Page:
When a couple decides to separate, some of the biggest decisions to be made include: What happens to the children? Who they will live with? Where they will live?
Relocation is defined as a “shift of the child’s residence which affects the child’s’ relationship with his or her parents, both practically and emotionally.”
The first thing parents must consider is the child’s safety and the best interests of the child. Other things to consider include:
- parents being primarily responsible for the welfare, development and upbringing of their children;
- parents engaging in ongoing and cooperative consultations;
- continuity in a child’s development and upbringing;
- a continuing relationship with both parents and wider family;
- preserving and strengthening a child’s identity, culture, language and religious denomination.
Parents also need to consider what compromises they can live with. Hopefully, an agreement can be reached regarding relocation by considering these factors, without the need to attend court.
If the parents come to an agreement, they could enter into a Parenting Plan, or if they want an order that is enforceable by the court, they should file a General Consent Memorandum with the Family Court.
What happens if the parents can’t agree?
If the parents can’t reach an agreement, the next step is to attend Family Dispute Resolution Mediation where both parents meet with an independent mediator who facilitates an informal and confidential discussion in the hope of reaching an agreement. This process requires consent from both parents and the cost is based on your income.
Failure to reach an agreement means they must issue proceedings with the court to try and resolve the issue. They will have needed to have completed a Parenting through Separation Course and attended Family Dispute Resolution (FDR) mediation in the past 12 months.
When the court is assessing whether to grant a relocation application, it will consider the following factors:
- the need for both parents to have a continuing relationship with their children;
- the continuity of custodial arrangements, where relationships with wider family is to be preserved and strengthened;
- the protection of the child’s safety, identity and culture;
- each parent’s capacity to facilitate parent-child contact;
- the extent and focus that each parent has in conflict;
- the practical consequences of the relocation;
- the implications of the children’s social and sorting commitments; and
- the children’s wishes.
In court, parents generally seek either a Parenting Order, or an Order to Settle a Dispute between Guardians. A Parenting Order requests the Court to make decisions about who looks after the child/children (day-to-day care), and when or where parents and others can see the children (contact).
Alternatively, an Order to Settle a Dispute between Guardians seeks the Court to make a decision about guardianship issues, which include where the children go to school, what medical treatment they will receive, what language they will learn, what religion they will follow and any changes to their name.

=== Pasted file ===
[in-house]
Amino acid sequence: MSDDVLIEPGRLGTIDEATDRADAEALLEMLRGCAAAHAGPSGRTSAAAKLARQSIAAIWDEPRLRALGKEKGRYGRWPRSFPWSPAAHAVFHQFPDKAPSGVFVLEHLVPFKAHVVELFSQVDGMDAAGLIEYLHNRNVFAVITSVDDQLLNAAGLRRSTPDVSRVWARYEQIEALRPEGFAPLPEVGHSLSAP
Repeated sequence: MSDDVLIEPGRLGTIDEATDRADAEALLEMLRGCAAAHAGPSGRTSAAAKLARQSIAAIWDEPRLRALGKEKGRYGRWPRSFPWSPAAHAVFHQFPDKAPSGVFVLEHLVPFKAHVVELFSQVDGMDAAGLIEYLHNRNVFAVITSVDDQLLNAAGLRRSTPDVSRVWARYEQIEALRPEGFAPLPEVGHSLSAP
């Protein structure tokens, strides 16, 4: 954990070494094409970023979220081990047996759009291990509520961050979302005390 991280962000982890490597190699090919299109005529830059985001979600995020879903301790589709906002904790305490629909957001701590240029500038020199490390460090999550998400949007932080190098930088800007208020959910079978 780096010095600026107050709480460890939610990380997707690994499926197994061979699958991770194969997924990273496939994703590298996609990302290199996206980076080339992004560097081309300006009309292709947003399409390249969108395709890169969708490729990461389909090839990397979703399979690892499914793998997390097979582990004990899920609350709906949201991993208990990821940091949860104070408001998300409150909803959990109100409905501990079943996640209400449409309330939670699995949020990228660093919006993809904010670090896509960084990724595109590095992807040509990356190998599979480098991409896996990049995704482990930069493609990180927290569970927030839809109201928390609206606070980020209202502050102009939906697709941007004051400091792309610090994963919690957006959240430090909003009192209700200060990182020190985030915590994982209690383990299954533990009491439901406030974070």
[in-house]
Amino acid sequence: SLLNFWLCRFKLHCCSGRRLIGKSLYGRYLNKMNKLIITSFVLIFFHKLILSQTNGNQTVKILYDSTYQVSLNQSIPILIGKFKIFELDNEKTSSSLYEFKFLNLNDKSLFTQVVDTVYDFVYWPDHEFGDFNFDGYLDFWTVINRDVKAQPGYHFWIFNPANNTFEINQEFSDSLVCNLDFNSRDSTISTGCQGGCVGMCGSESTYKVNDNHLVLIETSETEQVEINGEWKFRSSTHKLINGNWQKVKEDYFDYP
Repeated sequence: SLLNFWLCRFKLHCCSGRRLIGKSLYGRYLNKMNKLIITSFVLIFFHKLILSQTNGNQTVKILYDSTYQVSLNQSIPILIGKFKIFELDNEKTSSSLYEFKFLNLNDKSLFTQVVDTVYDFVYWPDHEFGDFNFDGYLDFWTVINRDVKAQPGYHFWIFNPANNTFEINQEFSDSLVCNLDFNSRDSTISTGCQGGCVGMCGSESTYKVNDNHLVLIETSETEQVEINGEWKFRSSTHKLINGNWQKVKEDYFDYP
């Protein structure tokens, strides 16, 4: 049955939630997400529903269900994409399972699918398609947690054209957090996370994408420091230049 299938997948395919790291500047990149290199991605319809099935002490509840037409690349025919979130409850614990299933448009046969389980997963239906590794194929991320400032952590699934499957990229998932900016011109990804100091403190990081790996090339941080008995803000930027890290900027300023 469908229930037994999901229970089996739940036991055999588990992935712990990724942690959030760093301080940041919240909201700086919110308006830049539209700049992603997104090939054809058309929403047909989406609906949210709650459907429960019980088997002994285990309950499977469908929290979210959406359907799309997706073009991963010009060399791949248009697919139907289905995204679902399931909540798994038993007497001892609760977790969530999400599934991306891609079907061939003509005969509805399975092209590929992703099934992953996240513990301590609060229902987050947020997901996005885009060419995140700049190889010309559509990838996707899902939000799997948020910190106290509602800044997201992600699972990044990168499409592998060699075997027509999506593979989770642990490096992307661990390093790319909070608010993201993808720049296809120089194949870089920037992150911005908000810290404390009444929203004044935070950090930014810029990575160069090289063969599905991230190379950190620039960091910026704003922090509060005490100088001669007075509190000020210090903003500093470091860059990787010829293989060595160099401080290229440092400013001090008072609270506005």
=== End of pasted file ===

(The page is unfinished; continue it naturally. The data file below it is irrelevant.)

It doesn’t matter how an agreement relating to the care of children is reached, all agreements should consider the best interests of the children as the paramount consideration. The principles that must be considered when determining what is in the best interests of a child are set out in the Care of Children Act 2004.
Challenges to consider
The FDR and separation course requirements may make things hard for parents, particularly if they want a quick solution. Proceedings can be issued “without notice” if the matter is deemed urgent, but specific requirements have to be met so it is important to seek legal advice before filing without notice.
Family violence may also be a hurdle for parents wanting to issue proceedings as they may be fearful of the other parent. Taking into account the best interests of the children may be difficult for some parents, as sometimes what is in the best interests of a child may differ from what a parent wants or desires.
Money can be a big challenge as issuing proceedings in court is a costly process. You may be eligible for a grant or legal aid but you may still have to make a contribution, or pay the money back.
The cost issue is compounded by the lengthy court process. On average it takes 294 days for a dispute to be settled in the family court, which can impact on the parents' ability to work as they are required to take part in the difficult “cross examination” process.
Court can be an extremely emotional and draining process as well, given the time, money and effort parents put into it. At the end of the day, parents are trusting a Judge to make a decision about their children and this can be extremely stressful as the outcome is essentially out of their hands.